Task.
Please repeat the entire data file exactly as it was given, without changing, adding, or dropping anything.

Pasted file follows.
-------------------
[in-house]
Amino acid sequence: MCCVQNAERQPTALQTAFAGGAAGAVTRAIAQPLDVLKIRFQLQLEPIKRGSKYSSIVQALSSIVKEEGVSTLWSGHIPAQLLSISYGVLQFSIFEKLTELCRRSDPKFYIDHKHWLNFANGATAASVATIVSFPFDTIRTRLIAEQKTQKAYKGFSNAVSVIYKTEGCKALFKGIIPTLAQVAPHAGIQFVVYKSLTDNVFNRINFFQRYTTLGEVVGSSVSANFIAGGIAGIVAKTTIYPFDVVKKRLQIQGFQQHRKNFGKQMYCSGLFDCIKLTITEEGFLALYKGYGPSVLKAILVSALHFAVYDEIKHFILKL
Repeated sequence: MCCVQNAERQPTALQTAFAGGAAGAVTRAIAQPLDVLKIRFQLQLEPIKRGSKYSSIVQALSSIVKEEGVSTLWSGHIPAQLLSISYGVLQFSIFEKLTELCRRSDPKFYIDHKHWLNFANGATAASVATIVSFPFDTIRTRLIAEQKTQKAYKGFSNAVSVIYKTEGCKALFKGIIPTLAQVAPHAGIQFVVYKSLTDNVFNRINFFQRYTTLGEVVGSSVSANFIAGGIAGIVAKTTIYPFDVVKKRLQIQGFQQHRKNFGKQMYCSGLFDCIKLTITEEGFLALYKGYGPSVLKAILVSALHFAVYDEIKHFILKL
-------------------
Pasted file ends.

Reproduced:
[in-house]
Amino acid sequence: MCCVQNAERQPTALQTAFAGGAAGAVTRAIAQPLDVLKIRFQLQLEPIKRGSKYSSIVQALSSIVKEEGVSTLWSGHIPAQLLSISYGVLQFSIFEKLTELCRRSDPKFYIDHKHWLNFANGATAASVATIVSFPFDTIRTRLIAEQKTQKAYKGFSNAVSVIYKTEGCKALFKGIIPTLAQVAPHAGIQFVVYKSLTDNVFNRINFFQRYTTLGEVVGSSVSANFIAGGIAGIVAKTTIYPFDVVKKRLQIQGFQQHRKNFGKQMYCSGLFDCIKLTITEEGFLALYKGYGPSVLKAILVSALHFAVYDEIKHFILKL
Repeated sequence: MCCVQNAERQPTALQTAFAGGAAGAVTRAIAQPLDVLKIRFQLQLEPIKRGSKYSSIVQALSSIVKEEGVSTLWSGHIPAQLLSISYGVLQFSIFEKLTELCRRSDPKFYIDHKHWLNFANGATAASVATIVSFPFDTIRTRLIAEQKTQKAYKGFSNAVSVIYKTEGCKALFKGIIPTLAQVAPHAGIQFVVYKSLTDNVFNRINFFQRYTTLGEVVGSSVSANFIAGGIAGIVAKTTIYPFDVVKKRLQIQGFQQHRKNFGKQMYCSGLFDCIKLTITEEGFLALYKGYGPSVLKAILVSALHFAVYDEIKHFILKL